TL;DR – most of what fans love returns in the fourth instalment of The Matrix franchise. Sixty years have passed since Neo sacrificed himself to save Zion. Have things improved between humans and machines? Well… marginally.
Review (warning: spoilers)
“Ah Neo, how I have missed thee…” This was the thought bubble that popped into my head when I saw the trailer for The Matrix Resurrections.
The sci-fi fan inside of me got giddy seeing the waterfall of green code, Keanu Reeves looking ageless as Neo, and the song White Rabbit by Jefferson Airplane playing in the background. When Neo walks into a cafe and shakes Trinity’s hand (Carrie Anne-Moss also looking ageless), and Trinity asks, “Have we met?” The trailer had achieved its goal – it hooked me. The bullet time actions sequences that followed were simply a bonus.
More thought bubbles appeared:
- “Didn’t Trinity die in The Matrix Revolutions?”
- “Didn’t Neo sacrifice himself?”
- “How are they alive?”
- “Why doesn’t Trinity know him?”
Over two decades ago, back in 1999, a little known sci-fi film called The Matrix hit cinema screens and redefined how we look at the world. The character-driven dystopia with mind-blowing action sequences and special effects (that combined Hong Kong and Hollywood film techniques) became a worldwide box-office success that ensured sequels would be made. Two more Matrix films were released in 2003 completing, what was at the time, a trilogy.
Reactions from the second and third Matrix films were mixed, but they still smashed box office sales and ensured that the Wachowski directors never had to make another movie ever again. They have since collaborated and gone solo on other films/TV with mixed critical results.
In truth, while the trailer made me giddy, I did wonder why venture back into the Matrix for a fourth time when it felt like everything was wrapped up in the third one?
The story to be told is thus:
- Sixty years have passed since Neo and Trinity gave up their lives. And while the human race lives, the machines still exist and so does the Matrix. Some of the machines now live with humans in peace, but humanity is still under threat.
- After the machine wars sixty years prior, a program called the Analyst (played by Neil Patrick Harris) manages to resurrect Neo and Trinity. The Analyst has been designed to learn about the human psyche and discovers that plugging Neo and Trinity back into the Matrix while suppressing their memories allows for greater efficiency to generate power for the Matrix.
- With the above two points as the backdrop and premise, all you now need to do is pretend The Matrix Resurrections is the first The Matrix movie. The primary difference being that instead of Trinity trying to awaken Neo to the existence of the Matrix (as in the first film), this has the roles reversed where Neo has to awaken Trinity to the existence of the Matrix.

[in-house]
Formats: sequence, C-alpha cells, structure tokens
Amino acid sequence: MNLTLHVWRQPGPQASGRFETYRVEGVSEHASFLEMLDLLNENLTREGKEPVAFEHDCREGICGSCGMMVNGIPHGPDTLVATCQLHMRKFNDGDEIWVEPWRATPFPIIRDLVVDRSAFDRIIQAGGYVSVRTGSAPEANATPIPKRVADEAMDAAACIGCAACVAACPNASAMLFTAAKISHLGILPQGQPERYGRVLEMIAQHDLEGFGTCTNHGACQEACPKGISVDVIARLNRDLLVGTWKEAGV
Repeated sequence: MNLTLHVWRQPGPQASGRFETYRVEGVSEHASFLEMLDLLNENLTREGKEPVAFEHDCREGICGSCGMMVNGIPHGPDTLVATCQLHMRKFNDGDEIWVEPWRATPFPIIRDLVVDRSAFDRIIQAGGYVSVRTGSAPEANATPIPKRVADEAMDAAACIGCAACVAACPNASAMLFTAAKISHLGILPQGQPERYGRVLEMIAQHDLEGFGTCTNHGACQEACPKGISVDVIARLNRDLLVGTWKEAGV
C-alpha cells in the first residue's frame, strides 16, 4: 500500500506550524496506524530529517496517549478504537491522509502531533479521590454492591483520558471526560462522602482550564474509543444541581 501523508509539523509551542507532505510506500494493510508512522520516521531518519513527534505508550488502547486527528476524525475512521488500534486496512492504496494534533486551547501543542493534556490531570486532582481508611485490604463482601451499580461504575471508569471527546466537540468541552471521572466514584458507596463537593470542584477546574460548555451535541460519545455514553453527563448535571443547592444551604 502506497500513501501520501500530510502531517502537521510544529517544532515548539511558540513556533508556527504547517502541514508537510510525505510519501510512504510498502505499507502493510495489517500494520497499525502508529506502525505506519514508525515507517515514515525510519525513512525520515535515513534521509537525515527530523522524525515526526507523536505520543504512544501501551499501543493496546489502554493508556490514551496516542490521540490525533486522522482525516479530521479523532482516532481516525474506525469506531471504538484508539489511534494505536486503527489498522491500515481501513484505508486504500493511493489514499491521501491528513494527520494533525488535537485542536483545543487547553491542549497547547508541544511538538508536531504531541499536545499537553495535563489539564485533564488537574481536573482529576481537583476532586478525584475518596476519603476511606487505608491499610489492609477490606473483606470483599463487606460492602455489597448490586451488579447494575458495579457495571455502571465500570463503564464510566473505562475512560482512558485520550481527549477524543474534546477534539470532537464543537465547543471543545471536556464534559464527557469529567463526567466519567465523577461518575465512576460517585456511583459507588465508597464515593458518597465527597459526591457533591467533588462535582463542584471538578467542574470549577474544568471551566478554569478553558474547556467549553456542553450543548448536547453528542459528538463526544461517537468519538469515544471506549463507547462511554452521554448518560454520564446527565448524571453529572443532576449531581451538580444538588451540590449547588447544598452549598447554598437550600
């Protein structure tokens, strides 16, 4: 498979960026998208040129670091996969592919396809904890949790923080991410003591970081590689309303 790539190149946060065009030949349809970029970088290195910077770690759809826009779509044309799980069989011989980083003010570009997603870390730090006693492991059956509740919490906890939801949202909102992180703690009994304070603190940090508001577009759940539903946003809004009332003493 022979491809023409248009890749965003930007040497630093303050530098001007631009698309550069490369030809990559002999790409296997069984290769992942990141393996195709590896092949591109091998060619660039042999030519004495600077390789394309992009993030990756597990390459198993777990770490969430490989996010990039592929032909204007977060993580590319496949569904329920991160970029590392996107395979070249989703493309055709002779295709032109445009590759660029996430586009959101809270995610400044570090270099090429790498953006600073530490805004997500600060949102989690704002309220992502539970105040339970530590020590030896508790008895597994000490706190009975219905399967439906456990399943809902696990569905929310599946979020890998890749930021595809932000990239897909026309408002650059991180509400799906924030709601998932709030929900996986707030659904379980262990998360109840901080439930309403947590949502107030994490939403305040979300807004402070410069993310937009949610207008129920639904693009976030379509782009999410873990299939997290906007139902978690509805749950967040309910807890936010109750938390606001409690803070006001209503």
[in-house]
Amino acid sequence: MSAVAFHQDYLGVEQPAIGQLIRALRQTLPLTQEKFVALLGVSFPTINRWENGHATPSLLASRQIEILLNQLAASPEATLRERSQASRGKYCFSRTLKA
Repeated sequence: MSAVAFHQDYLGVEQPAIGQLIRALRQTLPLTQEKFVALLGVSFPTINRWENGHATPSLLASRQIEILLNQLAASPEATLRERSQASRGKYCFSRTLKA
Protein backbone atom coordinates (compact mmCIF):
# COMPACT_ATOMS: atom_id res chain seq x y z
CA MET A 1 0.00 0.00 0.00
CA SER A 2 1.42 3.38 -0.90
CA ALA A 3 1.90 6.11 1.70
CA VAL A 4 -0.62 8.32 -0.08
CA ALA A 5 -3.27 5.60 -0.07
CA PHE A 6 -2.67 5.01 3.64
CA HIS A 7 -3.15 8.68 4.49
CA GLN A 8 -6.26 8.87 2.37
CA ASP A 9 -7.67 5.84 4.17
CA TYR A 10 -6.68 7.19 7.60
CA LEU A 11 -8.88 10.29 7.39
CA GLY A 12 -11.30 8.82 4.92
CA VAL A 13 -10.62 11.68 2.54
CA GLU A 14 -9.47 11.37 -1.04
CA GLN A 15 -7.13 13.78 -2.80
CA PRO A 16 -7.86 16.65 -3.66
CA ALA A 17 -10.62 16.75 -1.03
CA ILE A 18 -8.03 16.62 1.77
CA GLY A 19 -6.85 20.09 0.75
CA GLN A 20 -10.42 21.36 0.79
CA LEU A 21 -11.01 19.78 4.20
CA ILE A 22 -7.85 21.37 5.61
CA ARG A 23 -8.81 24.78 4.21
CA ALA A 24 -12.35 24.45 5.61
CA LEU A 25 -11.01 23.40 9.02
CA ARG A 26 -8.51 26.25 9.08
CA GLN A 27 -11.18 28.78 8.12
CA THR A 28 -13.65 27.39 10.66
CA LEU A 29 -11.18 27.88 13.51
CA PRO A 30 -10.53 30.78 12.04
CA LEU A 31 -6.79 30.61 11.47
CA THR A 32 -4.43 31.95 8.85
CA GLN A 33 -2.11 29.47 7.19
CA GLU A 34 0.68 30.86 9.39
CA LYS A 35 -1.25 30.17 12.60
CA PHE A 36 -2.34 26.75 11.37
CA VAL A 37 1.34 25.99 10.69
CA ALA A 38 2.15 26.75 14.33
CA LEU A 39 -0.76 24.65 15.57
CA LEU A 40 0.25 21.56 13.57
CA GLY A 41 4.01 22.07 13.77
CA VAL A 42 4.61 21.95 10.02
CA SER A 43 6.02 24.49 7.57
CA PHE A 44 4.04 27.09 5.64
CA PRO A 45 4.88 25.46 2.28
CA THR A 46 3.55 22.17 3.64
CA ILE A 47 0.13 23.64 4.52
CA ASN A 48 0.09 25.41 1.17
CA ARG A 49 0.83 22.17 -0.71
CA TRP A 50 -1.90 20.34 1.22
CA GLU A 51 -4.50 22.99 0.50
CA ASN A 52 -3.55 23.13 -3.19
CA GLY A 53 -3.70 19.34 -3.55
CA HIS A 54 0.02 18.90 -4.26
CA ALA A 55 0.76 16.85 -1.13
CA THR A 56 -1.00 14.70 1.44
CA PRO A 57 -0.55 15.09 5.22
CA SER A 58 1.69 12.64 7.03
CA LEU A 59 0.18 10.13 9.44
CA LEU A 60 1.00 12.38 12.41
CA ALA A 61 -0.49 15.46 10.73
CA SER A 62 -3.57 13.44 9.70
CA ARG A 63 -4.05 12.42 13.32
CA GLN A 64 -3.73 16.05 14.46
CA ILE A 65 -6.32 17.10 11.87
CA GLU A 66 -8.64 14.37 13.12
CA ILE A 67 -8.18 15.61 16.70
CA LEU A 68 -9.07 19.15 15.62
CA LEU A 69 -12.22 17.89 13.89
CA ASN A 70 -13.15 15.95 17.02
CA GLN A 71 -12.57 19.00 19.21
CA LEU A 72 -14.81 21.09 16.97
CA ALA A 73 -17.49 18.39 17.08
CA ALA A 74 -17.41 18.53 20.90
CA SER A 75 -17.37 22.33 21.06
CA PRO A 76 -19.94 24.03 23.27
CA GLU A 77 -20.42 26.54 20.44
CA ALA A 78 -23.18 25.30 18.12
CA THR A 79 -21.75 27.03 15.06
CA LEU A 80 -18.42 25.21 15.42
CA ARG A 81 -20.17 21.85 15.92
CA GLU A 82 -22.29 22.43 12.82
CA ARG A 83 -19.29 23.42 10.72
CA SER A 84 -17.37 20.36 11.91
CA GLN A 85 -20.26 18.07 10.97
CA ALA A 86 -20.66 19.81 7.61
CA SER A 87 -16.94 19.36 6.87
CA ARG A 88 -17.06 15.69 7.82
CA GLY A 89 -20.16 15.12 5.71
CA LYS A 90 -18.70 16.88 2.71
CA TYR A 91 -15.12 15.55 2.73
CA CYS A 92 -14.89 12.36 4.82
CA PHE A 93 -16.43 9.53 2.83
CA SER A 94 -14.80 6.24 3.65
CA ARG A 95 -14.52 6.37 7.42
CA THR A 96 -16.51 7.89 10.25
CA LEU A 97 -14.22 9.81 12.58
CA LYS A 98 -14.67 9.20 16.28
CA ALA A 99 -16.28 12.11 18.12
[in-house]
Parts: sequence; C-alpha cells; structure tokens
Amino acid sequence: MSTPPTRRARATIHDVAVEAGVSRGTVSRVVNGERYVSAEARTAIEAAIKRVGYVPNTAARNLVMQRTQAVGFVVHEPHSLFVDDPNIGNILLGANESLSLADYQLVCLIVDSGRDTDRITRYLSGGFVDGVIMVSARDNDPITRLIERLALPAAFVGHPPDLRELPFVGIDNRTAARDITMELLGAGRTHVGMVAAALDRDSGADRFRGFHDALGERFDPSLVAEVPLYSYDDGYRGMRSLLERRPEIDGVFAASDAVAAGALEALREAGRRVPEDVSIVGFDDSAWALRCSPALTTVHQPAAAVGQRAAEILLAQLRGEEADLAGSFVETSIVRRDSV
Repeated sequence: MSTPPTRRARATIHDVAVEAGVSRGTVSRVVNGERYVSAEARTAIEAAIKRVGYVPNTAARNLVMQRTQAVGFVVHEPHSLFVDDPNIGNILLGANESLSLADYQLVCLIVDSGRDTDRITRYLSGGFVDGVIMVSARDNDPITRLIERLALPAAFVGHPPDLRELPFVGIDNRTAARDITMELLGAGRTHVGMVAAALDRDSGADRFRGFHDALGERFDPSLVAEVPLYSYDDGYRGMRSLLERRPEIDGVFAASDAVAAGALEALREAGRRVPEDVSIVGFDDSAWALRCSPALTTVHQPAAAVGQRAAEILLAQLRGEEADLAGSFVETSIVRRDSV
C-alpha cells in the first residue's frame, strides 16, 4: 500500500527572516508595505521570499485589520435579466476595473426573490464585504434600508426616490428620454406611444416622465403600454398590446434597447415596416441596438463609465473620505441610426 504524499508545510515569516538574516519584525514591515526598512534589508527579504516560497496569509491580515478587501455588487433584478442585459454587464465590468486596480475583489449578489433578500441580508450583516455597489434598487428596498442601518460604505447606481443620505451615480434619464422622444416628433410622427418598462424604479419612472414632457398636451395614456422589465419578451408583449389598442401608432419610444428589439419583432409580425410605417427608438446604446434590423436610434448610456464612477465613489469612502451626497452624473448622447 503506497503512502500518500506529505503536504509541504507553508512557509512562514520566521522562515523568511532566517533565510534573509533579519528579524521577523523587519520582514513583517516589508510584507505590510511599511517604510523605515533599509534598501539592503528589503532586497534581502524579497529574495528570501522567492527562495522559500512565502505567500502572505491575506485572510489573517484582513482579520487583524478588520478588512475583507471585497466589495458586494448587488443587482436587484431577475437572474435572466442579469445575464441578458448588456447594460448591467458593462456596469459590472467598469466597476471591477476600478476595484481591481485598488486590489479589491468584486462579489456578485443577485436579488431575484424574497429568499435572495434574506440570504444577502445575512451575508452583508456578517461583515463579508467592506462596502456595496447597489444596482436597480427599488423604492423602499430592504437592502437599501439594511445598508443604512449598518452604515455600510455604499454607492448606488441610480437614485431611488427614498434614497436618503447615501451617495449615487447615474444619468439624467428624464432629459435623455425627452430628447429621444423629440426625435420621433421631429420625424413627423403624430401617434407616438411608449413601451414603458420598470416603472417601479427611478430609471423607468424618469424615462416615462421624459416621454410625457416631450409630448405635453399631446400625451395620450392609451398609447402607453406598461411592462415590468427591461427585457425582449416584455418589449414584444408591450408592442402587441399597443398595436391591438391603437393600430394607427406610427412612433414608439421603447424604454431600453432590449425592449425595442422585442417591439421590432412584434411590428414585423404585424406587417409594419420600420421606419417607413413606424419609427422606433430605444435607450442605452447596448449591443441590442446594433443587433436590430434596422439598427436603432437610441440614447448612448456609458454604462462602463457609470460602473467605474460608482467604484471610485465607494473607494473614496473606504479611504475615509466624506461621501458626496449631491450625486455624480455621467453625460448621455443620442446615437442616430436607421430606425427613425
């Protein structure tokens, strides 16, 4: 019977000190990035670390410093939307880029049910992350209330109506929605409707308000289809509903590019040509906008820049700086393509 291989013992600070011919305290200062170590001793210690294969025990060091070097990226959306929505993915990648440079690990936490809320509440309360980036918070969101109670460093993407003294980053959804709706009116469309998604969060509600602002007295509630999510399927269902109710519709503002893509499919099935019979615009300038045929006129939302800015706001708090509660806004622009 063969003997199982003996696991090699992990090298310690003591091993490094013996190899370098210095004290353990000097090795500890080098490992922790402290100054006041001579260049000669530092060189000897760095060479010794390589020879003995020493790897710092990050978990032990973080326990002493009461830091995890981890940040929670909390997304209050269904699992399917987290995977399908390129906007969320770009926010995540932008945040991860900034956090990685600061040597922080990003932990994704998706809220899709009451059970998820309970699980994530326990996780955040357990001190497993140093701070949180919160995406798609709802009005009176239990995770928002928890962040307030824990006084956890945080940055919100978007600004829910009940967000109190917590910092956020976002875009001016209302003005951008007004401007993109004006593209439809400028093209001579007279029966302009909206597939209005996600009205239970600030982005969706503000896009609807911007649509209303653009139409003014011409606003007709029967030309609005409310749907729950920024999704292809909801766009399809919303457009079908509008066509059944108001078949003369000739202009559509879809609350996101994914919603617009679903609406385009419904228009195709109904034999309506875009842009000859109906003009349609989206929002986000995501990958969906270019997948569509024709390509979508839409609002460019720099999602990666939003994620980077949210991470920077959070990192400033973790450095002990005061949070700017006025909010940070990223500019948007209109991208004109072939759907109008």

The third dot point above is an over-simplification of what happens in The Matrix Resurrections but really that is what we end up watching. Even a version of Morpheus (played now by Yahya Abdul-Mateen II instead of Lawrence Fishburne) and Agent Smith (played now by Jonathan Groff instead of Hugo Weaving) are resurrected; their new forms being a plot device so we do not realise, as the viewer, that they are actually Morpheus and Agent Smith in another form until later. The reason for their change in appearance centres around a resurrected Neo, with only faint memories of who he was, now living a life in the Matrix as a successful video game developer and creating a programming sandbox called a modal to develop and test characters, two of whom are Morpheus and Agent Smith.
The fact that the machines resurrect Neo and Trinity just so they can harness the unusual power they generate when they are in close proximity to each other shows that the machines can repeat their own mistakes. Plugging them both back into the Matrix to study the human psyche and generate power is an act of foolishness given the havoc and destruction the pair unleashed when they awoke and became aware of the Matrix’s existence in the first three films. But I guess even artificial intelligence can experience optimism.
Déjà vu is the name of the game. A plot device that is used in previous Matrix films and will make you feel like you’re experiencing déjà vu yourself when watching how The Matrix Resurrections unfolds. The film to me felt like a walk down memory lane as opposed to any sort of revelation. The chemistry is still palatable between Reeves and Anne-Moss; Groff is deliciously delightful as Agent Smith gone rogue; Abdul-Mateen II is less so as Morpheus; and Neil Patrick Harris ties it together as the main antagonist as the Analyst.
The ending is as expected. Neo and Trinity are freed from the Matrix and are a super powered duo that can recreate the Matrix however they want and awaken anyone they want.
When the credits roll, more than enough has happened that sets up for a sequel (or perhaps even a second trilogy). However, I have read that there will be no further telling of Neo and Trinity so the door may have finally closed on this cinematic series. Still, the Wachowskis said there would not be a fourth Matrix and here we are.
Perhaps in another two decades the waterfall of green code will appear again proclaiming Matrix 5’s arrival. Or perhaps we just need to take the red pill and see that we have been living in the Matrix all along…
6.5 out of 10